Theresa May: The new Prime Minister is now safely installed (CC BY-ND 2.0)
Well, things have improved since we last spoke. In Britain we now have a government and a Prime Minister, having appeared to lose both for a period. Mercifully, we were spared the prospect of another nine weeks of anarchy solely in order to discover the innermost thoughts of Andrea Leadsom. There were those of us who thought it all a very costly way to install Theresa May in Downing Street, but a safe pair of hands seems a great blessing after the vacuum George Osborne and David Cameron rather petulantly left us in.
Predictably, the US presidential race has degenerated into a competition over who is worse, with both sides hoping to exploit their rival’s considerable negatives. Hillary Clinton’s first summer salvo was an attack ad showing various Donald Trump infelicities being observed by wide-eyed infants, culminating in the warning, “Our children are watching.” Which would carry a lot more weight if Mrs Clinton’s husband had not been responsible for children in the 1990s asking their parents what oral sex might be. It takes a lot of people to coarsen a culture, and no one can do it alone.
In any case, all the negativity the US will experience in the coming months will convert no one but merely deter the other side’s base from going to the polls, meaning that whoever wins will have a worse mandate than George W. Bush. Among friends in Washington and New York I can find no one who even intends to vote in November — not a great advertisement for the world’s leading democracy.
Back in Britain it seems we must now fear Christopher Biggins. In August the camp pantomime star fell foul of Britain’s ever-curiouser decency debate. Appearing on the not notoriously decent celebrity version of Big Brother (which carries a warning of potentially shocking behaviour) he made a rude comment about bisexuals. This earned him a warning, but shortly afterwards he made a “joke” to a Jewish housemate which got him expelled from the show. The broadcasters claimed the last of these was un-broadcastable. Which raises the question of precisely what they feared. Were fascism to come to Britain it is hard to imagine a more unlikely guise than that of Christopher Biggins. It is our national oddity at present that we are expected to need protection from the words of people like Biggins while the allies of Hamas run the main party of opposition — and those who cover for actual anti-Semitism (Shami Chakrabarti) are ennobled for doing so.
David Cameron’s parting honours list received justifiable criticism for its cronyism, yet a sense of historical proportion was lacking. You do not have to go back to Lloyd George or Harold Wilson but simply to Tony Blair to remember honours awarded to those equally unworthy. Yet there is a particular problem in the Cameron list. I wonder whether it isn’t a result of the fact that our political class seems to have become transparent in recent years. The public appears not just to disagree with their representatives or dislike them, but rather to have seen through them, the MPs’ expenses scandal being the obvious catalyst. Now when a Prime Minister gives his chums a potential job for life in the Lords there is a sense that there is nothing else such people could do and that a peerage has become a sinecure. Was this always the case? In the past many people sat in the Lords to quell boredom, but how many did so merely to get the daily allowance? The place now seems packed with them, from disgraced expenses fiddlers like Baroness Uddin and Lord Hanningfield to former Lib Dem councillors bewildered by their luck. The public are right not to like this.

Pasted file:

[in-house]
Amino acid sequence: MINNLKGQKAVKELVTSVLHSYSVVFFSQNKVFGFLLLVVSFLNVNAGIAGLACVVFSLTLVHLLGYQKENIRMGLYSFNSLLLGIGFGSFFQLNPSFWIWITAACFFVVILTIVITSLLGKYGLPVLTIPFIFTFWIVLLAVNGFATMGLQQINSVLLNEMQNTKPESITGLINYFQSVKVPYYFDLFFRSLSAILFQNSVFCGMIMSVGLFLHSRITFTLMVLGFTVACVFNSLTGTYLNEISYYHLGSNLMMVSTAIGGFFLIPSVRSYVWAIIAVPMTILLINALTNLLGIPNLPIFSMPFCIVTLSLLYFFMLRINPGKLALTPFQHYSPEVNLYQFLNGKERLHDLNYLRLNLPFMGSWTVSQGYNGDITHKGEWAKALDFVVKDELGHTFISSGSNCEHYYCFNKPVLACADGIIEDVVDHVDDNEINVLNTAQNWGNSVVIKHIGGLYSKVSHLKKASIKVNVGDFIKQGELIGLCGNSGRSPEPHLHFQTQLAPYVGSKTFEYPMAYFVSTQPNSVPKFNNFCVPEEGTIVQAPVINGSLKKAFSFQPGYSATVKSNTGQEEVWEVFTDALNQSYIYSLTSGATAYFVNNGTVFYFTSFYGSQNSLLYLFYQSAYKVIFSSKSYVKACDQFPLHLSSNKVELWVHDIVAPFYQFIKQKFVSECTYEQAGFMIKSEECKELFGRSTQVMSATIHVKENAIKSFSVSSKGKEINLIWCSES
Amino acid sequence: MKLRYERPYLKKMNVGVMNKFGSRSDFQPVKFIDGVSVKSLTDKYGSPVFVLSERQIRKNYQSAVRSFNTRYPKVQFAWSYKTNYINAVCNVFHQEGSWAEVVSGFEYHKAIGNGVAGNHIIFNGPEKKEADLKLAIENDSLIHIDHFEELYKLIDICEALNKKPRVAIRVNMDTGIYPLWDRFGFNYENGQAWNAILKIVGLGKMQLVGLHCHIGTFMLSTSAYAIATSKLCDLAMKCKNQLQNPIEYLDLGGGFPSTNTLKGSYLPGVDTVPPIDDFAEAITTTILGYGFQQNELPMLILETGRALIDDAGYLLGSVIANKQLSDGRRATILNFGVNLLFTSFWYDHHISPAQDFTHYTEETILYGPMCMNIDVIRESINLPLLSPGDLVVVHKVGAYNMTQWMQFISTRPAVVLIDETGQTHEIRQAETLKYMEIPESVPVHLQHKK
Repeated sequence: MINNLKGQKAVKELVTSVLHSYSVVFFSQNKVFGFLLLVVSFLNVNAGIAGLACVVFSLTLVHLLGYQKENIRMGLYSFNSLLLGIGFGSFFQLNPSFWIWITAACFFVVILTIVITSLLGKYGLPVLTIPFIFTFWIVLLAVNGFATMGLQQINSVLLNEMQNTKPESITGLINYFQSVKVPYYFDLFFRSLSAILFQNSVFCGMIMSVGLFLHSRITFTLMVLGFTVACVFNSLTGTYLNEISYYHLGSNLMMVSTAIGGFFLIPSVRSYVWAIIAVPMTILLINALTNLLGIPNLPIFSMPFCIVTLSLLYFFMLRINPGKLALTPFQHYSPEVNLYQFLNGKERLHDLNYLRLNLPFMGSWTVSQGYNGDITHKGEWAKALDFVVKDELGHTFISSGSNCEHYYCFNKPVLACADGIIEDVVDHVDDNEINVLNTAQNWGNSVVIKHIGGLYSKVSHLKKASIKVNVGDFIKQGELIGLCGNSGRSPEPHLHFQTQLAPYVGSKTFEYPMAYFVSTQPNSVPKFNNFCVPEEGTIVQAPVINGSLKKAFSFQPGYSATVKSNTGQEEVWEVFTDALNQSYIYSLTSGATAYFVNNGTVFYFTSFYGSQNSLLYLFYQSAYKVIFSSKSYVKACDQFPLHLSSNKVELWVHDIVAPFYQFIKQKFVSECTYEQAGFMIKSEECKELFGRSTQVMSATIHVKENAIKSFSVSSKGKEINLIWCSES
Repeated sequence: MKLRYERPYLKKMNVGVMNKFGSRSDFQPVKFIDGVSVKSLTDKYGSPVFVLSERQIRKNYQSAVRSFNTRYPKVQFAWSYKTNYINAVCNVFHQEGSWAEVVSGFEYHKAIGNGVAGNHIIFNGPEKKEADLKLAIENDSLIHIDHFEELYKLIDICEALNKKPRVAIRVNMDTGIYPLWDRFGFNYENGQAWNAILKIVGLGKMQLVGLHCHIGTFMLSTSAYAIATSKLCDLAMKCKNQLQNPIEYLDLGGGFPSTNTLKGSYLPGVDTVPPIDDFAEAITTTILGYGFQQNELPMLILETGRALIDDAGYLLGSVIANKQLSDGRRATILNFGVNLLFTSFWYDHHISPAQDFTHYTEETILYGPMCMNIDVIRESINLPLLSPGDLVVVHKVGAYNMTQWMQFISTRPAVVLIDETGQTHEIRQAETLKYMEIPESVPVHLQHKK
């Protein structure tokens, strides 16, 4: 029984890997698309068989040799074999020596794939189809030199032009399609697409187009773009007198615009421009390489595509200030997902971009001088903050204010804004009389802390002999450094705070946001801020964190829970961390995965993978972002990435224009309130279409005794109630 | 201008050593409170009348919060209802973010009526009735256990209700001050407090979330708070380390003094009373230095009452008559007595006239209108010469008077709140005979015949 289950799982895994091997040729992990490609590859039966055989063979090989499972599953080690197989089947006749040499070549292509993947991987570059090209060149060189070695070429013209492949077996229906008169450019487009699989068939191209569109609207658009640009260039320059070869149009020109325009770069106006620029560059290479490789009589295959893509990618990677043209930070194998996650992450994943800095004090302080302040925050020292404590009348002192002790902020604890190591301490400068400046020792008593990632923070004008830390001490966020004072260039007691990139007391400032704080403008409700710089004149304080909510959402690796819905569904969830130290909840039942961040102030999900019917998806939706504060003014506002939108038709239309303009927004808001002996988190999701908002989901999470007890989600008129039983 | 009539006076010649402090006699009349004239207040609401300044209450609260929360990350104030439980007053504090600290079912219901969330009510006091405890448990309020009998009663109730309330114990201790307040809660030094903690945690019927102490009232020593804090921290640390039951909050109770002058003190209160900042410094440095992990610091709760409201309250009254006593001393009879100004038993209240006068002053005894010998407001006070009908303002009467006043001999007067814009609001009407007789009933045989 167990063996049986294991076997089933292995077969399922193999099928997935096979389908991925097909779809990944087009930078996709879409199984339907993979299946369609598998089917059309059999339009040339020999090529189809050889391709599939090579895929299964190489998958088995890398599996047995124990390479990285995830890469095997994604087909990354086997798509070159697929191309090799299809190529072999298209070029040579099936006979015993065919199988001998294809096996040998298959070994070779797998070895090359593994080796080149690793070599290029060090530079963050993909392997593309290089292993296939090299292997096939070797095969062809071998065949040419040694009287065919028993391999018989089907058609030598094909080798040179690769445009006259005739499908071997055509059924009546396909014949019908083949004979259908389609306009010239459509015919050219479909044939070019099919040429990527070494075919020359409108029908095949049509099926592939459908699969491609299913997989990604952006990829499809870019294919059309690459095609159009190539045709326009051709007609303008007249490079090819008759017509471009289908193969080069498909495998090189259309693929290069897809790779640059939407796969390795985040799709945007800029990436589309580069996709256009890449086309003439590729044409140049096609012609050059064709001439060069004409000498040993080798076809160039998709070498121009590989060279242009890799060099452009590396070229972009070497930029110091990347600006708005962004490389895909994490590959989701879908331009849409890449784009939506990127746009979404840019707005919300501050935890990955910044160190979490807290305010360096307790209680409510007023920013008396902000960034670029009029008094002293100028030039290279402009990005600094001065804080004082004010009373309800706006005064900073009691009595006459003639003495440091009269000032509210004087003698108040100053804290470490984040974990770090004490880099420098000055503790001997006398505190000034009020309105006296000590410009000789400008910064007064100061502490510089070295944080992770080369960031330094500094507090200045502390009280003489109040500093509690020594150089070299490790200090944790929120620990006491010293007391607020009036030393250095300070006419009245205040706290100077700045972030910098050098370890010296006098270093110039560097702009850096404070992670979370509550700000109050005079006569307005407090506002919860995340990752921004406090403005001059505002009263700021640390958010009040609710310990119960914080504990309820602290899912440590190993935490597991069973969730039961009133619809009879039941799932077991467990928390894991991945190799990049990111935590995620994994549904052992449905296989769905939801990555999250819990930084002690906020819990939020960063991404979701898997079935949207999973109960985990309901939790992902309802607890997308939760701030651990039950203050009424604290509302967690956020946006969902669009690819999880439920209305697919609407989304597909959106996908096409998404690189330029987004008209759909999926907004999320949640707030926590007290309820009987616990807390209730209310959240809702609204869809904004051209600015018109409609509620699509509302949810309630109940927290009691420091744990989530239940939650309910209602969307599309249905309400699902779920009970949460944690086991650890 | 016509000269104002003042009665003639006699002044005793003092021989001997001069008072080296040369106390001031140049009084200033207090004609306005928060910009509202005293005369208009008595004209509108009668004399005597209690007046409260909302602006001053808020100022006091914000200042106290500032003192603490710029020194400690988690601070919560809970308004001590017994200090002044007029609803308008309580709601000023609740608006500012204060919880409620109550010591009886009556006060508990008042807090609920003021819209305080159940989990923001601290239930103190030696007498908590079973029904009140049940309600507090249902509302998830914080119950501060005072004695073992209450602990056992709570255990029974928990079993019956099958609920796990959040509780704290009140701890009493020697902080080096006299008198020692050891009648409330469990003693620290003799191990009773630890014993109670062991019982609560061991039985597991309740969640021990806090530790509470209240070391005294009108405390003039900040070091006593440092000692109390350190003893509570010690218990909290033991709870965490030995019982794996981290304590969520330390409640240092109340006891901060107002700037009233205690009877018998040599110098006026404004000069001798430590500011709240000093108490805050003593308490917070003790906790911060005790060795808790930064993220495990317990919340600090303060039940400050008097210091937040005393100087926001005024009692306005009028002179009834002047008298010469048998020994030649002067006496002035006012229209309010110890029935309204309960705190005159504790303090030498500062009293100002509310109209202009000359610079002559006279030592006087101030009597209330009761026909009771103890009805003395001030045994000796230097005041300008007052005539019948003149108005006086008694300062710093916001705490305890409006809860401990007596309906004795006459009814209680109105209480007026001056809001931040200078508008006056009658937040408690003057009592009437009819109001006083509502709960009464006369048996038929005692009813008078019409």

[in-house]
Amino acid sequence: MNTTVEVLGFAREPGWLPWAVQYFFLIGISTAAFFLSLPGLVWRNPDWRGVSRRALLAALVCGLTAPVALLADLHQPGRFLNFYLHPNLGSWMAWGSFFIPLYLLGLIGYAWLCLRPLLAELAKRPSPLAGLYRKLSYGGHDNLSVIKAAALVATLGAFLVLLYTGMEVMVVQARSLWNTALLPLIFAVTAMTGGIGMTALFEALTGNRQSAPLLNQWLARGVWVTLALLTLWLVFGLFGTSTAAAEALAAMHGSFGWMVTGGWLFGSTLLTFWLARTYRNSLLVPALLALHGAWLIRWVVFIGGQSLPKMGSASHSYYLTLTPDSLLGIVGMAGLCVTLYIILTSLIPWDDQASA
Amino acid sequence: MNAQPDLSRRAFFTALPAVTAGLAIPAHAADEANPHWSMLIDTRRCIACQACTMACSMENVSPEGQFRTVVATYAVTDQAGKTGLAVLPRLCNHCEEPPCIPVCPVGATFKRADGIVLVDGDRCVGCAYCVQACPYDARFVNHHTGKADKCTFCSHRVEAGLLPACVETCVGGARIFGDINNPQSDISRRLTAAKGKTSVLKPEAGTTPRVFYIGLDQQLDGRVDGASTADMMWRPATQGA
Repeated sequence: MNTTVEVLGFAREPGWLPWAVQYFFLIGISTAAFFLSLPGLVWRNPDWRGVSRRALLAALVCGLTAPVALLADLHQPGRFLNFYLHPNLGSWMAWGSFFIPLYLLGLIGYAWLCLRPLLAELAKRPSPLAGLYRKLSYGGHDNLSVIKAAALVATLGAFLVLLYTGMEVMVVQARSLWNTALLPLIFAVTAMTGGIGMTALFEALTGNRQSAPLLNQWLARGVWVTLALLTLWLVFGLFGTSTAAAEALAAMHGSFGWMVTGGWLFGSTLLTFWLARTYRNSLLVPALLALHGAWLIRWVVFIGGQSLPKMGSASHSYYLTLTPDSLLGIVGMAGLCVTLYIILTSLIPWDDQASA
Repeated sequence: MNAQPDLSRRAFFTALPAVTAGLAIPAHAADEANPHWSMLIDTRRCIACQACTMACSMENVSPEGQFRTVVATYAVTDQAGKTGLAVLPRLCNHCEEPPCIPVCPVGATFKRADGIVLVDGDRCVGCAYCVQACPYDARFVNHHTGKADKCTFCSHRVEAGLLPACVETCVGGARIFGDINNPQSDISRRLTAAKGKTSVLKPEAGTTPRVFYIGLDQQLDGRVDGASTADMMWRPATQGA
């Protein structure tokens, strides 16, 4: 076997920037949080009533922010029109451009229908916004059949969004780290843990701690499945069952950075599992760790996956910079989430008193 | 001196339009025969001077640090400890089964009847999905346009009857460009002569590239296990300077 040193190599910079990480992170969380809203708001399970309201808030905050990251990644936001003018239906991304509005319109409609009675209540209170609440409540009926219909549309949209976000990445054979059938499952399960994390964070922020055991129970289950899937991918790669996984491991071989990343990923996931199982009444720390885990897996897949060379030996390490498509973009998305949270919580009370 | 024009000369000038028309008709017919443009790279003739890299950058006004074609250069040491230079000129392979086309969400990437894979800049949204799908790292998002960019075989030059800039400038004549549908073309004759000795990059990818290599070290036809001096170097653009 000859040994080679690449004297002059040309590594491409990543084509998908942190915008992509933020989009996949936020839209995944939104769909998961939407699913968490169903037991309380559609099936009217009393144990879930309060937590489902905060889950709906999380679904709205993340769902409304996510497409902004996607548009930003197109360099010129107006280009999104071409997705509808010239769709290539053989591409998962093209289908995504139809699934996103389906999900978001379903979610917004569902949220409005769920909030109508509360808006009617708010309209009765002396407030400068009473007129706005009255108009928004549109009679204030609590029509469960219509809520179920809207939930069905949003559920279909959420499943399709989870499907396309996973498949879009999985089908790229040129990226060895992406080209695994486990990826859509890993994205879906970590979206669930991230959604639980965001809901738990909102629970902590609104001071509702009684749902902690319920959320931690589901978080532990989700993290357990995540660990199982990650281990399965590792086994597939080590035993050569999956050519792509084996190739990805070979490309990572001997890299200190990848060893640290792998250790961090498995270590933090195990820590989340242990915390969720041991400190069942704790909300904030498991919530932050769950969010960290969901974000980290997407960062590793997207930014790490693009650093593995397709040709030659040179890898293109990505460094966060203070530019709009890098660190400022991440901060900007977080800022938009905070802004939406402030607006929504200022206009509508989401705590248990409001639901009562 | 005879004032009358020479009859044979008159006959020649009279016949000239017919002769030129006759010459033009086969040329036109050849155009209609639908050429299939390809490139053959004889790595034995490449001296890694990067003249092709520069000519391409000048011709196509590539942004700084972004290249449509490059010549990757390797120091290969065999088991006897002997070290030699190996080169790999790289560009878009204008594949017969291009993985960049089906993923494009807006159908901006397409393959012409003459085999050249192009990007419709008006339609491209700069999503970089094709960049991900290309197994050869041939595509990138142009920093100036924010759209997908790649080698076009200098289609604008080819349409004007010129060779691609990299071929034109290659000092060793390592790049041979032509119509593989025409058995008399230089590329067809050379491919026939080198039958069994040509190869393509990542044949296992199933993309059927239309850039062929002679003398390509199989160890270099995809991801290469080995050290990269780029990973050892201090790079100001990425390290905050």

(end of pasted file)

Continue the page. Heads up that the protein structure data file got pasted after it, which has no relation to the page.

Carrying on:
Newspapers around the world noted the recent death of Bishop Edward Daly, made famous by images of him waving a bloodstained handkerchief while escorting the body of a young man in Londonderry on “Bloody Sunday”. Few noted one of the most telling facts about him: his unwillingness to compromise on telling the truth. During the seconds before the army opened fire Father Daly (as he then was) saw one man with a handgun among the civilians. Since the army’s justification for their shooting dead of 14 people would in part become the presence of civilian gunmen, many people would have refused to concede the presence of such a person among the crowd, fearing that they would be giving ammunition to the army’s unjustifiable case. Daly never had any such trouble, always acknowledging the presence of the person he saw even while being adamant that the army had no justification for shooting where and when they did. There are many reasons to honour Bishop Daly’s memory, but in our present culture such a commitment to truth seems especially praiseworthy.